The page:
Our route crosses the Basque Country through the Pyrenees and the coast of Cantabria, in France and Spain, and it may be necessary to point out what “Basque” means, since it is usually confusing.
Basque Country, or Euskal Herria in Basque, literally means “the town inhabited by people who speak Basque”; it is a place name which currently covers the Autonomous Community of the Basque Country (CAV) or Euskadi (Álava, Vitoria, and Guipúzcoa), and the Autonomous Community of Navarre, or Nafarroa, in Spanish territory, and three more provinces in French territory (Lower Navarre, Lapurdi, and Zuberoa).
In Spain, the Autonomous Community of Navarre and the Autonomous Community of Euskadi have the right to unite in one single autonomous territory, so the CAV administration would include the territories of Navarre, although inhabitants of Navarre have not decided whether to exercise this right yet. The territories under French administration nowadays do not have as many political rights recognized in the Constitution. All these territories have a common millenary history, and their own language, Basque, the origins of which are unknown, and which was never latinised, so it is a linguistic rarity in a geographical environment surrounded by Romance languages.
Stages of the coast to coast Iberian route crossing Euskadi
As regards our Iberian route, from Irún, we use Basque Country or Euskadi specifically to identify the CAV, and not the group of all the previously described territories. We do so for practical purposes, since when we cross the CAV, we will see that, everywhere, the government advertising uses Euskadi or Basque Country only to refer to the three provinces of the CAV, out of which we will cross two along the coast of Cantabria.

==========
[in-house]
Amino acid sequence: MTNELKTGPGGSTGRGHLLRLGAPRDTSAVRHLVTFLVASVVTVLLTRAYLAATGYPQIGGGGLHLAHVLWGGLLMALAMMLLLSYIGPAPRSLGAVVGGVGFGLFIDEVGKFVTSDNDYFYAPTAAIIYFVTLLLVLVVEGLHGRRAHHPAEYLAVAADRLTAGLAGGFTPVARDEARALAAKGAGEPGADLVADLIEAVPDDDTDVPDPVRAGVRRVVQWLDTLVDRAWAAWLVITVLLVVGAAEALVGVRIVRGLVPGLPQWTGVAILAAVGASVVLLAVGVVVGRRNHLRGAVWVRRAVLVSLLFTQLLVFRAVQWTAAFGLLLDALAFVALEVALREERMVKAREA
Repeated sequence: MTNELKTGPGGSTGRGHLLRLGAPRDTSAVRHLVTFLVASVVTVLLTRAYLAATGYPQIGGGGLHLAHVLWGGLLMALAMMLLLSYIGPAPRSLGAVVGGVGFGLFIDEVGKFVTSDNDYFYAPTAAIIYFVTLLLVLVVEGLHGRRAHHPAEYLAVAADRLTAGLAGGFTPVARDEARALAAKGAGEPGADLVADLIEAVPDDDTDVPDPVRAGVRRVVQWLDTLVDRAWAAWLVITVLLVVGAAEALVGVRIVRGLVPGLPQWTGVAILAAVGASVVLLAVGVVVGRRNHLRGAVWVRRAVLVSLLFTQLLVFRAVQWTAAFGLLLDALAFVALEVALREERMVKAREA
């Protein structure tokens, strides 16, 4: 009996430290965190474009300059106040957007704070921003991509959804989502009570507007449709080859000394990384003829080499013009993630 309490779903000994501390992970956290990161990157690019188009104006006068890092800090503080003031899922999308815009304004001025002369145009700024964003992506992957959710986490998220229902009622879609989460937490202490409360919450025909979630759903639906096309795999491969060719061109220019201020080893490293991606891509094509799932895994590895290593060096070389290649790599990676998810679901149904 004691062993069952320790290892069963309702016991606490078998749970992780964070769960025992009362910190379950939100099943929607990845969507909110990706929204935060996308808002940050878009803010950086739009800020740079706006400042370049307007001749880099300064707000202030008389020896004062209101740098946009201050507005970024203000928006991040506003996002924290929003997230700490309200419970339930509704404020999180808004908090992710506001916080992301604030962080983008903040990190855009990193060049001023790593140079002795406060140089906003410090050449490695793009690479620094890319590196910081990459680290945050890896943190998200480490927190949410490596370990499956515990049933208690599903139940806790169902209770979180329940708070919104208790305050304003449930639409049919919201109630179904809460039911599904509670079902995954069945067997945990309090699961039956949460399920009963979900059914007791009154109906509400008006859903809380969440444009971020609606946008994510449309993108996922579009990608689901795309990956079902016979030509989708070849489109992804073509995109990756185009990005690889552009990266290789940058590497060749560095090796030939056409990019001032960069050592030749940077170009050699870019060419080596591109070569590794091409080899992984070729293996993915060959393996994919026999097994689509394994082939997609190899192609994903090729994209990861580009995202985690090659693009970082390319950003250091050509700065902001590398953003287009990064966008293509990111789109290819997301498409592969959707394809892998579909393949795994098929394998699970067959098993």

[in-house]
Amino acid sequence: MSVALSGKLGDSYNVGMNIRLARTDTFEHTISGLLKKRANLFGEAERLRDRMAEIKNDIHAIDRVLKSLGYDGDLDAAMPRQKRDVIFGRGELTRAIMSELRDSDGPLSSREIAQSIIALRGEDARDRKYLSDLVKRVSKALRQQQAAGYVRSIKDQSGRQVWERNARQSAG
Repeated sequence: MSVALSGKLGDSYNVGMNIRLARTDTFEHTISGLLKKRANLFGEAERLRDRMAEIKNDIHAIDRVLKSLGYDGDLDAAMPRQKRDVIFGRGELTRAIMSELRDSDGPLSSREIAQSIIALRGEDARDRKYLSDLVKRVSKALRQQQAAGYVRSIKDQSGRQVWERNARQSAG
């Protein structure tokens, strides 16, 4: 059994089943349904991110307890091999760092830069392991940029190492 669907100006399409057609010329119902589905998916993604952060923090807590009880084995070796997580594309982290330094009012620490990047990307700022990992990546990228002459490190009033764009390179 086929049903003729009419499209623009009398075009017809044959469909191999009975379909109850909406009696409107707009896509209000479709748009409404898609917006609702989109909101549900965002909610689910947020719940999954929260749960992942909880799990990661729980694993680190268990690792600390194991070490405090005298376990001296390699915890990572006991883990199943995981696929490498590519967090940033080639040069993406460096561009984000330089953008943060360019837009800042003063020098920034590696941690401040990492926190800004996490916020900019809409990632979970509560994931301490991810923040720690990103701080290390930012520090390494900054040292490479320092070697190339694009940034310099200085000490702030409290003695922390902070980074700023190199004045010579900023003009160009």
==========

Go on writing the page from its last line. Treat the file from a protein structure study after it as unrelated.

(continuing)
Our Basque route starts in Irún, the first major town in Euskadi, and a city at sea level, from which we will go to Hondarribia, where we can consider Jordi Laparra’s traditional Transpyrenean tour as finished, or we can go on to Donostia/San Sebastián, and end the extended tour proposed by other authors, which is also the end of the Transpyr commercial race.
From Irún, the route we propose traverses Euskadi for 184 km, running parallel to and following exactly the Northern Route of the Way of Saint James, also called the Coastal Route, combining roads and forest trails in order to have an itinerary that is completely suitable for cycling. Although we will see that, in many sections, we divert from the Way, our route has been designed so that those who want to follow it can enjoy the cultural legacy and the accommodation network offered by the traditional Jacobean route.
From Irún to Ondarroa, we will follow the coastline; from Ondarroa to Bilbo, we will use inland trails and roads crossing the forest of Gernika; and from Bilbo to Muskiz, we will follow the coastline again, so that we can have a clear and broad idea of the different, rural and urban, coastal and inland, aspects of current Euskadi.
List of stages of the route by Euskadi